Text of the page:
There is a risk that when you hire a Senior Developer for your team, once the person starts working, you find out they’re just a strong Junior. I bet lots of readers have encountered the situation when your expectations turn out to be much higher than the new colleague’s real level and real benefit to the project.
I know many cases when the results of a new Senior’s work terrified the whole team, and put the whole project into chaos, simply because he or she fell short of their grade in reality. Or maybe you’ve seen other cases where people say they personally instructed Turing when he created his machine, but in fact, a few weeks later, they still haven’t been able to write a line of code.
What should I do?
- It’s often extremely difficult to determine a person’s true technical level. You can minimize the risks by collecting feedback from past projects / employers. If you have doubts, try assigning additional technical interviews.
- A person who disappointed you may not have misled you intentionally. This person might not be guilty of anything, so don’t rush to part with him or her. Maybe you just need to give a different task within your project’s context. Try to train people, using mentors from among your experienced colleagues.
This happens quite often. But this is probably the easiest problem of all to solve. And there’s only one piece of advice here: if you hire an architect, don’t give him or her the task of making a one-page website.
Sometimes two entirely adequate professionals simply can not work together. I came across this in one of the projects I worked for. Two very experienced specialists – one, a phlegmatic front-end developer and the other an explosive backend developer – had to solve a task together. In the end, this resulted in a personal conflict and a complete reluctance to communicate. So, because of their personal incompatibility, unnecessary tension arose between them from nothing. The solution was to involve a communications mediator between them before they finished their task. Then we tried simply not to put them together on any other tasks, and everything returned to normal.
Such situations often occur in distributed teams, and sometimes they can be solved even just by changing the means of communication. The most difficult thing is to negotiate by E-mail (especially if a sense of misunderstanding has already arisen). Instant messaging is slightly better, and even better than that is voice calls and video conferencing. But the best option, of course, is personal, face-to-face communication.
What should I do?
Don’t let the misunderstanding smolder: you should be aware if someone in the project has hostile attitudes towards others. All members of your team should understand that they can talk with you about any problems, and you will try to resolve the issues calmly, without scandal. In most cases you need to identify the reason of the problem in order to understand how to solve it.
What will happen if one of your team members is hit by a bus? If the answer for at least one of your team members is — everything will fall apart — then you have problems!
Usually you won’t pass this test if your team has one talented workaholic who does all the work, or a technical star, or an indisputable authority who actually affirms any decisions that are made (this can be either one person, or completely different people and cases).
This situation also speaks about the presence of another risk: what will happen if your star gets too high on him or herself? But, of course, most often problems arise when such a strong colleague leaves.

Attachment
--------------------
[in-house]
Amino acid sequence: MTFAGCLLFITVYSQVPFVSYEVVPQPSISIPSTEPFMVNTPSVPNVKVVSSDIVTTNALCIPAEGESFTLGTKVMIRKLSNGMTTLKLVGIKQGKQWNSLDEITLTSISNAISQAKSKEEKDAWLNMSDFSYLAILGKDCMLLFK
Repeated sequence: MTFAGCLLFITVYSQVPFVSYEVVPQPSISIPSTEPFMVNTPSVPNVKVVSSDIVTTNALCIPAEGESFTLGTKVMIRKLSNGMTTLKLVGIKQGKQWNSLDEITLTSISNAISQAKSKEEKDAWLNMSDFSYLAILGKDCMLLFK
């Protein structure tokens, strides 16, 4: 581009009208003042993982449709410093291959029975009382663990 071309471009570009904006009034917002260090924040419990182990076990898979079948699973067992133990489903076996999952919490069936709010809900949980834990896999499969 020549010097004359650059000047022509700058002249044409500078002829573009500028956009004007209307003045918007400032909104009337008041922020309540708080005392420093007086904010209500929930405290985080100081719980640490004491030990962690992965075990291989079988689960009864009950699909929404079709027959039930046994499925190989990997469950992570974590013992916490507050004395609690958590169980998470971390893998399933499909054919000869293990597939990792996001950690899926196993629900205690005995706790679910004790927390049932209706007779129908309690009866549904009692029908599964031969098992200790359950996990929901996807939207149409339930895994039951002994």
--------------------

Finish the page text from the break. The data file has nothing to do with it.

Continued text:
What should I do?
Try to make decisions collegially and distribute areas of responsibility, even if your team consists of only two people. If your project has a very strong specialist, then you’re lucky, but don’t let that person become a dictator and / or take on all the work, “eclipsing” the rest. If others are afraid to argue with this person, then the probability of a critical error increases many-fold. It's another matter if you manage to make the best one of your colleagues a mentor for all the rest.
Unfortunately, there are extreme cases when it becomes more effective to part with your star. This always looks like you’re shooting yourself in the foot, but if you’re sure that your strongest colleague is giving less and less, and is demanding more and more worship, then you have no other choice. Try not to foster a situation where 80% of the work of a group of ten people is done by one person alone.
Some of my colleagues believe that any team should be cultivated to a state of self-government. But I personally haven’t seen a single large and long-term project that could be safely allowed to govern itself without any risk. Often, if you stop communicating regularly with people and getting feedback from the client, you may not even notice that the project has fallen past the point of no return, even though on the outside everything looks fine.
I’ve made myself the rule of periodically coming to the customer, sitting down, and asking how they enjoy working with us, what they like, and what we can improve. Practically all clients view this communication very positively. It doesn’t bother me that this idea seems obvious, because many people ignore this simple rule. Be honest - when was the last time you started such a conversation?
Tips and tricks
It’s impossible to eliminate all risks. But if you manage to assemble a team of people that is not only technically savvy, but which also shares common values, your chances of success will grow exponentially. It’s difficult to do this, and most likely it will be fully possible only over a long period of time, and as a result of natural selection.
Try to take part in recruiting the team at the earliest stages, collect information about potential members’ past projects, and get feedback from colleagues who worked with them earlier.
Be a part of your team, not a superstructure from above. Listen to your team and hear what it’s saying, and help people develop their talents.
It’s always easier to prevent problems at the early stages (although identifying these problems is more difficult), than to eliminate the consequences.
And most importantly, try to make it so that both the team and the client are happy all the time – this, I think, is the mission and the basis of any project manager's philosophy.